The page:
Ans: Mutualism is a sort of symbiotic connection in which both species gain from their association. The relationship between bees and flowers is an illustration of mutualism. The bees gather nectar from the flowers, which gives them sustenance, while the blooms gain from pollination.

Commensalism is a sort of symbiotic interaction in which one organism gains while the other is unaffected. The interaction between barnacles and whales is an illustration of commensalism. The whales are unaffected as the barnacles adhere to them and eat the food scraps they churn up while swimming.

 (Very Short Answer Type Questions) 

The following very short answer type questions of two marks, each may be answered in a few words or few as may be required: 

Question: (a) What is Micropropagation? 

Ans: The process of micropropagation includes growing plant material in a lab setting from small explants of plant tissue. This process is used to rapidly create a large number of genetically identical plants from a single parent plant. Additionally, it can be utilised to grow plants with desirable traits like increased flavour or disease resistance.

Question: (b) Define the terms: 

 (i) Somatic embryo 

 (ii) Somatic hybrids. 

Ans: (i) Somatic embryo: The term “somatic embryo” refers to an embryo created from somatic (non-reproductive) cells. They develop either in vivo or in vitro using somatic cell culture (in a living organism). Somatic embryos can be utilised to create plants with the features you want, such as increased disease resistance, increased yield, and other desirable attributes.

(ii) Somatic hybrids: Somatic hybrids are, plants, or other organisms produced by fusing genetic material from two separate sources. This is typically accomplished by fusing somatic cells from two different species, resulting in a hybrid with characteristics from both parents. Somatic hybrids can be utilised for plant breeding and can be used to add new features or change already-existing traits in plants.

Question:  (c) List two adaptive features that evolved in parasites enabling them to live successfully on their host.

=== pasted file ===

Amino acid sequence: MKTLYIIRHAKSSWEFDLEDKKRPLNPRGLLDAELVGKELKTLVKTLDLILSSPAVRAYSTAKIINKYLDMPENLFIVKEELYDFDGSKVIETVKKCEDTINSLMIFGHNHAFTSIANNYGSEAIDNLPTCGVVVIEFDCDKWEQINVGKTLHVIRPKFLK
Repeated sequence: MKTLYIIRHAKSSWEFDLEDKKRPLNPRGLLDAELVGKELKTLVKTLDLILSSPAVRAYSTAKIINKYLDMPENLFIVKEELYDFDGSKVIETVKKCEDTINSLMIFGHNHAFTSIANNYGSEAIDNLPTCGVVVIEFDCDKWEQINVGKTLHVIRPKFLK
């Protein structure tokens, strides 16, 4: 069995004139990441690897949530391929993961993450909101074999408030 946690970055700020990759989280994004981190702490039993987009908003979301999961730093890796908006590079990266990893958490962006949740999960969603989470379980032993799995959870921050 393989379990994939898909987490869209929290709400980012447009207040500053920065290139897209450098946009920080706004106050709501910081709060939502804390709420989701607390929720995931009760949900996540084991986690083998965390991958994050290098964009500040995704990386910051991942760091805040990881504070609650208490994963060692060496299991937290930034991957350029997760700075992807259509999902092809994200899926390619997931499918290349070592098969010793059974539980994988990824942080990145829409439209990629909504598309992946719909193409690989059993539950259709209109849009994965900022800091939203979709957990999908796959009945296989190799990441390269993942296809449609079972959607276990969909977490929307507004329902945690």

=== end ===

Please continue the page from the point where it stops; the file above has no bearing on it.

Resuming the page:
Ans: 1. increased surface area for nutrition uptake from the host.

2. Extremely specialised organs and body parts that help in attachment, feeding, and mobility

Question: (d) Distinguish between Primary productivity and Secondary productivity. 

Ans: The rate at which an ecosystem produces organic matter is known as primary productivity. It measures how quickly energy is transformed into the organic matter during chemosynthesis or photosynthesis. This energy serves as the foundation of the food chain.

The pace at which organic matter is broken down and respired into fresh biomass is known as secondary productivity. This entails how plants, animals, and microbes break down organic compounds. The pace at which energy in an ecosystem transforms from one form to another is measured by secondary productivity.

(Objective Type Questions) 

Choose the correct/most appropriate answer and write it in your Answer-book 

Question: (i) Define Allogamy. 

Ans: Allogamy is the process of fertilization between two individuals with different genetic backgrounds.

Question:  (ii) An anther having four microsporocytes shall produce pollen grains 

A. 24 

B. 12 

C. 8 

D. 16 

Ans: D. 16

Question: (iii) The Term Genetics was first used by Benzeer

Ans: No,

Question: (iv) Haploid culture technique was developed by 

Ans: Hans M. Ris in the early 1970s.

Question: (v) The term used for live microbial food supplement is (True/False)

Ans: True.